Los Angeles, California, Oct. 21 – Responding today to a questionnaire by the disability advocacy group RespectAbility, Baron Bruno, who is running for Senate District 26, outlined his views on education, employment and stigma for the 987,522 people with disabilities in the greater Los Angeles metropolitan area. That includes people who are blind or deaf or have other visible conditions such as spinal cord injuries, as well as people with invisible disabilities including learning disabilities, mental health or Autism.
According to a recent survey, 74 percent of likely voters have a disability themselves or have a family member or a close friend with disabilities. The upcoming elections and their results will have an impact on people with disabilities, so it is important to become familiar with the candidates’ thoughts on certain issues.
“Candidates for office ignore the disability community at their peril,” said former U.S. Representative and Dallas Mayor Steve Bartlett. Bartlett, who was a primary author of the Americans With Disabilities Act of 1990, is the chairman of RespectAbility.
RespectAbility reached out to Bruno’s opponent, incumbent Ben Allen, as well, but received no response, according to the organization’s President, Jennifer Laszlo Mizrahi.
RespectAbility is nonpartisan and does not endorse candidates. The questionnaire is purely for educational purposes.
The full text of RespectAbility’s questions and Bruno’s replies follows:
QUESTION 1: EDUCATION AND SKILLS: There are more than 183,000 students with disabilities enrolled in Los Angeles County public schools. Of that number, 126,000 are Latinx students with disabilities who face additional barriers such as language differences, inadequate resources, economic disparities and racial discrimination. What will you do to ensure that more and more students with disabilities of all backgrounds receive the skills, resources and opportunities they need to succeed?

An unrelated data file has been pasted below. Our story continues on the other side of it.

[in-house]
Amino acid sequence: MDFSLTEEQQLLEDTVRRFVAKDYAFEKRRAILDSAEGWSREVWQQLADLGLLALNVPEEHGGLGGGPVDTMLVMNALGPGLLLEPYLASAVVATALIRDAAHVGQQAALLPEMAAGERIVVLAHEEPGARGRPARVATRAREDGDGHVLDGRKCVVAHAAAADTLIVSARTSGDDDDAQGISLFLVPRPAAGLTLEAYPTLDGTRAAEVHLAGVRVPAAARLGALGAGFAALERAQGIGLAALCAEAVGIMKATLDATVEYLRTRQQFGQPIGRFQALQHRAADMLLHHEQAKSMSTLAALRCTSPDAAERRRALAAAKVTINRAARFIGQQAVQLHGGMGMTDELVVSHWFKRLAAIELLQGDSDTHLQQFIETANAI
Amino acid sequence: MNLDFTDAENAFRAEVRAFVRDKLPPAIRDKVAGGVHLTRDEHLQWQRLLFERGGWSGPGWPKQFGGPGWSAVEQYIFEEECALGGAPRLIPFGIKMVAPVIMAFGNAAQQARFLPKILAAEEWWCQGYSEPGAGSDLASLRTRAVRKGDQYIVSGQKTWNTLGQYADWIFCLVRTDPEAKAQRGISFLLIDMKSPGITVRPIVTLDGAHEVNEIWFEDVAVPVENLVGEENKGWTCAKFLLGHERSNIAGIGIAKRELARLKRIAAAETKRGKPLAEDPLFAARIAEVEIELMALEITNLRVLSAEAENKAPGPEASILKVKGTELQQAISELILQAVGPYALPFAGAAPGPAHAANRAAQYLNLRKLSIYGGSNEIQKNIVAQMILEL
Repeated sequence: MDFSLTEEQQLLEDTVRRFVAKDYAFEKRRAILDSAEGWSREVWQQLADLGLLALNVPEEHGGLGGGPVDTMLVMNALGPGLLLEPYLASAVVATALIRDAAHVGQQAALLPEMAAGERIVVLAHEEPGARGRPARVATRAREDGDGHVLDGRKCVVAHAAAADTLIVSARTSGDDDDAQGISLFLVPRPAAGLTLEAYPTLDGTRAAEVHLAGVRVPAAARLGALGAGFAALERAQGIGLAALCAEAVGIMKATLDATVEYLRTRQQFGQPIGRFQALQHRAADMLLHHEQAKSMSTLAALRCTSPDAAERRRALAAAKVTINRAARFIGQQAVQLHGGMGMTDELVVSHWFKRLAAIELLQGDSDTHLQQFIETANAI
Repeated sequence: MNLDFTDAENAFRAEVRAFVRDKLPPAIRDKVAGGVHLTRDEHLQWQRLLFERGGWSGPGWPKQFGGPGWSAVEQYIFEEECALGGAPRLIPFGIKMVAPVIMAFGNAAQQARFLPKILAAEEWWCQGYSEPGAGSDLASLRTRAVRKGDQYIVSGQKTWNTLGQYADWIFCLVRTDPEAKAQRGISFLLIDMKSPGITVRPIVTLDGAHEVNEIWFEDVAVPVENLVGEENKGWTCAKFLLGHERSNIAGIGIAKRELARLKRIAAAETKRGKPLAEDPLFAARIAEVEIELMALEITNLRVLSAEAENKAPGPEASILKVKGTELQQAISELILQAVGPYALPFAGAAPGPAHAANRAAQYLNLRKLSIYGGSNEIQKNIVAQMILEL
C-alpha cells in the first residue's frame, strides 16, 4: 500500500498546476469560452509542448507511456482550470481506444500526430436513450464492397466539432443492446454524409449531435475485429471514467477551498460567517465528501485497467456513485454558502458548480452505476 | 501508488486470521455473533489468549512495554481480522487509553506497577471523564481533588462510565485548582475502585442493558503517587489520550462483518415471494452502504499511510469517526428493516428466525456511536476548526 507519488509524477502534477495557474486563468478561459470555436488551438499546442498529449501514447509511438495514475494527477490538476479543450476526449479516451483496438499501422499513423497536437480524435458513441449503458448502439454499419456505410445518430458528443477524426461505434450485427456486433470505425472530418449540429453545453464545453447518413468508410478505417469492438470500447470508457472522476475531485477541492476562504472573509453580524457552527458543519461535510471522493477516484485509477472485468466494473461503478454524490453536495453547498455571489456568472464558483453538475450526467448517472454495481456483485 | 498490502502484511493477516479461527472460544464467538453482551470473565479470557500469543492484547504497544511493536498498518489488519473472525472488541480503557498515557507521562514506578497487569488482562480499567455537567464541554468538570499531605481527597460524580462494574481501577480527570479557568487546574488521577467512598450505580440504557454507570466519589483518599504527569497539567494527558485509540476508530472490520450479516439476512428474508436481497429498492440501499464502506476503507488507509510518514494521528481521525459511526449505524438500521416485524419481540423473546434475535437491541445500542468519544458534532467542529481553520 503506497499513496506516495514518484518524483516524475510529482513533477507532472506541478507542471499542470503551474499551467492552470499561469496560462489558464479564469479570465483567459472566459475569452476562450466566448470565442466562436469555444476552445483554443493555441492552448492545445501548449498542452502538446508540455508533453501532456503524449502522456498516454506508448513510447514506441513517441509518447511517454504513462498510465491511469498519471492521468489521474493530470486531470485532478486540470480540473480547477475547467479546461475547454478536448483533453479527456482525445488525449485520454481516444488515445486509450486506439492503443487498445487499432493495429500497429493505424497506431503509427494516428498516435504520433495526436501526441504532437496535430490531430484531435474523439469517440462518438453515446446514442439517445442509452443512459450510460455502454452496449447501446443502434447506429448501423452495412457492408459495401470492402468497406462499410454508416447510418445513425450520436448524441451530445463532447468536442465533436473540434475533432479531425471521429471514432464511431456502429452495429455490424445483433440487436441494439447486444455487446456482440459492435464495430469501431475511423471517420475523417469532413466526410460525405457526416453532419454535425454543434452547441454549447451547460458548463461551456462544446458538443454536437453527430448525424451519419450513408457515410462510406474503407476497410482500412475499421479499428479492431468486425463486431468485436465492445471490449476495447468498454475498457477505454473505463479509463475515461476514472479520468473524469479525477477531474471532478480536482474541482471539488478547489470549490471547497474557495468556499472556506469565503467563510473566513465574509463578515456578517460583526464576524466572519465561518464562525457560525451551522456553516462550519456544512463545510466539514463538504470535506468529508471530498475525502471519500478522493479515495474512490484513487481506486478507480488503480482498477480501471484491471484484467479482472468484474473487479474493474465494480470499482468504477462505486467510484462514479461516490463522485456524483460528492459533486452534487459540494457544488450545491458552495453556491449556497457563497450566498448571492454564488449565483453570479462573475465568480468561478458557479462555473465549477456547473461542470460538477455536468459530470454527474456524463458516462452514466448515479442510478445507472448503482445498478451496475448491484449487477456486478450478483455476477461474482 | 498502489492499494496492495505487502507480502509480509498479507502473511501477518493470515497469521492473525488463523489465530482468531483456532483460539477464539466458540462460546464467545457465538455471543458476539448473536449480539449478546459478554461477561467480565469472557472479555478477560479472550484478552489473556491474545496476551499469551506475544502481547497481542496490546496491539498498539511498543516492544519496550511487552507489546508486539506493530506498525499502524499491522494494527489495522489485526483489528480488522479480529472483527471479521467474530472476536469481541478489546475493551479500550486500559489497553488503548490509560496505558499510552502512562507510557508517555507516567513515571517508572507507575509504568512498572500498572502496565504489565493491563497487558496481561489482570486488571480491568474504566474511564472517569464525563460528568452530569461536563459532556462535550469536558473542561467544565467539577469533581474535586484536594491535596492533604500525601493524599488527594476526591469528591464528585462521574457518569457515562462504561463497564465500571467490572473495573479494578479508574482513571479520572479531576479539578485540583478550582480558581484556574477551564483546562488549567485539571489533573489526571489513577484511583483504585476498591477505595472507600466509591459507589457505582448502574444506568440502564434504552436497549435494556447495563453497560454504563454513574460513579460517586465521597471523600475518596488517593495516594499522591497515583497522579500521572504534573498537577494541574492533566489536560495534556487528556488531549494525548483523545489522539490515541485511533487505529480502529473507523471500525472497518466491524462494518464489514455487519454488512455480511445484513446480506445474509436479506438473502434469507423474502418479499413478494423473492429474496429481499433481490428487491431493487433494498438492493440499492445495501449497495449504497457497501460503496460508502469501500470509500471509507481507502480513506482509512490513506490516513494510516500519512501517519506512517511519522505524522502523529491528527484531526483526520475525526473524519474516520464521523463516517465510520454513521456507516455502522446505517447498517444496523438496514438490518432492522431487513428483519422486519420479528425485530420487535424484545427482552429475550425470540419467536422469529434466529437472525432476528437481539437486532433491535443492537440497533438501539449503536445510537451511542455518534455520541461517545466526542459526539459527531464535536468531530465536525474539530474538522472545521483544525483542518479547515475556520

ANSWER: Well, there are federal and state laws that have had some very positive impact, like the passage of the Americans with Disabilities Act (ADA). Students with various disabilities should have the specialized care, facilities and resources needed to compete fairly with other “normal” students.
My twin brother, Brock, is mentally handicapped. He lives in a group home that is NOT sanctioned by the State of California, as is a tremendous success….in my belief, because it is run PRIVATELY without government incompetence, interference, and over-regulation. (Glennwood Housing, in Laguna Beach, CA should be a model for additional live-work facilities for “special needs” children and adults).
Parents and local school boards and administrators know what’s best, and decisions should be made at the LOCAL level without a blanket decision or solution. Not all “special” disability needs are the same, and each person should be treated with respect!
QUESTION 2: JOBS AND INDEPENDENCE: There are 452,879 working-age people with disabilities in Los Angeles County and only 163,363 have jobs. In other parts of the United States, there was a 4-fold increase in new jobs for people with disabilities. Last year, more than 10,000 working-age people with disabilities in Los Angeles left the workforce. What is your plan to support more job opportunities for people with disabilities across Los Angeles County?